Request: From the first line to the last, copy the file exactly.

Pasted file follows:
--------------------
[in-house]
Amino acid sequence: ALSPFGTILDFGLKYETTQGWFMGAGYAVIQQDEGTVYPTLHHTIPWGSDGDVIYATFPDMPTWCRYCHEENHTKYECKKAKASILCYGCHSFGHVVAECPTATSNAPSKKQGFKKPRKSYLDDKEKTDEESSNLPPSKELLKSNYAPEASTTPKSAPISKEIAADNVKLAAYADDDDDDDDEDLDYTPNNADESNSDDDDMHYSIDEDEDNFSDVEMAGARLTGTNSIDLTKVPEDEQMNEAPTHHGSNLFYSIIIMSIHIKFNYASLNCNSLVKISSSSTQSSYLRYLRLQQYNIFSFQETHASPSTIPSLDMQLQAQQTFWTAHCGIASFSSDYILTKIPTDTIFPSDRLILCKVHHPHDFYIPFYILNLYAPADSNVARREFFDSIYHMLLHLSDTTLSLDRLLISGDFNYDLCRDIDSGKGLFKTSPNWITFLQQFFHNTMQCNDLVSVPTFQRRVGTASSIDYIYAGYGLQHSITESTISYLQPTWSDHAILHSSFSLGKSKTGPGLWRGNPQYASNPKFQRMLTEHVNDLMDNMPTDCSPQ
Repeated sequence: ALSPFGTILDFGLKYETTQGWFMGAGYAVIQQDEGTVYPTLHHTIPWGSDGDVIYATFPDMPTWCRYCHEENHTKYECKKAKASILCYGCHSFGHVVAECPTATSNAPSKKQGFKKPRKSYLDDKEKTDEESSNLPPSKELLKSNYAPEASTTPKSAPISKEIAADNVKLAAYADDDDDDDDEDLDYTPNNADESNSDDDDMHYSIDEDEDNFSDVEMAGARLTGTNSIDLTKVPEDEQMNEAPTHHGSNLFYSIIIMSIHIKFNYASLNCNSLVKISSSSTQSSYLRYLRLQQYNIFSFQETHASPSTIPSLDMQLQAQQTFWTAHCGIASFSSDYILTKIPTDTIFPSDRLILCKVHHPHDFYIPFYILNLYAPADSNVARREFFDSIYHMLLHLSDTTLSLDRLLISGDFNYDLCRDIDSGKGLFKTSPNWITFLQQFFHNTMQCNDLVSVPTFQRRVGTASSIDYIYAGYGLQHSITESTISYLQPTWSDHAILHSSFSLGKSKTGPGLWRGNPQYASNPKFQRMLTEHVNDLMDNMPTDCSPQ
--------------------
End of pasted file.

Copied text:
[in-house]
Amino acid sequence: ALSPFGTILDFGLKYETTQGWFMGAGYAVIQQDEGTVYPTLHHTIPWGSDGDVIYATFPDMPTWCRYCHEENHTKYECKKAKASILCYGCHSFGHVVAECPTATSNAPSKKQGFKKPRKSYLDDKEKTDEESSNLPPSKELLKSNYAPEASTTPKSAPISKEIAADNVKLAAYADDDDDDDDEDLDYTPNNADESNSDDDDMHYSIDEDEDNFSDVEMAGARLTGTNSIDLTKVPEDEQMNEAPTHHGSNLFYSIIIMSIHIKFNYASLNCNSLVKISSSSTQSSYLRYLRLQQYNIFSFQETHASPSTIPSLDMQLQAQQTFWTAHCGIASFSSDYILTKIPTDTIFPSDRLILCKVHHPHDFYIPFYILNLYAPADSNVARREFFDSIYHMLLHLSDTTLSLDRLLISGDFNYDLCRDIDSGKGLFKTSPNWITFLQQFFHNTMQCNDLVSVPTFQRRVGTASSIDYIYAGYGLQHSITESTISYLQPTWSDHAILHSSFSLGKSKTGPGLWRGNPQYASNPKFQRMLTEHVNDLMDNMPTDCSPQ
Repeated sequence: ALSPFGTILDFGLKYETTQGWFMGAGYAVIQQDEGTVYPTLHHTIPWGSDGDVIYATFPDMPTWCRYCHEENHTKYECKKAKASILCYGCHSFGHVVAECPTATSNAPSKKQGFKKPRKSYLDDKEKTDEESSNLPPSKELLKSNYAPEASTTPKSAPISKEIAADNVKLAAYADDDDDDDDEDLDYTPNNADESNSDDDDMHYSIDEDEDNFSDVEMAGARLTGTNSIDLTKVPEDEQMNEAPTHHGSNLFYSIIIMSIHIKFNYASLNCNSLVKISSSSTQSSYLRYLRLQQYNIFSFQETHASPSTIPSLDMQLQAQQTFWTAHCGIASFSSDYILTKIPTDTIFPSDRLILCKVHHPHDFYIPFYILNLYAPADSNVARREFFDSIYHMLLHLSDTTLSLDRLLISGDFNYDLCRDIDSGKGLFKTSPNWITFLQQFFHNTMQCNDLVSVPTFQRRVGTASSIDYIYAGYGLQHSITESTISYLQPTWSDHAILHSSFSLGKSKTGPGLWRGNPQYASNPKFQRMLTEHVNDLMDNMPTDCSPQ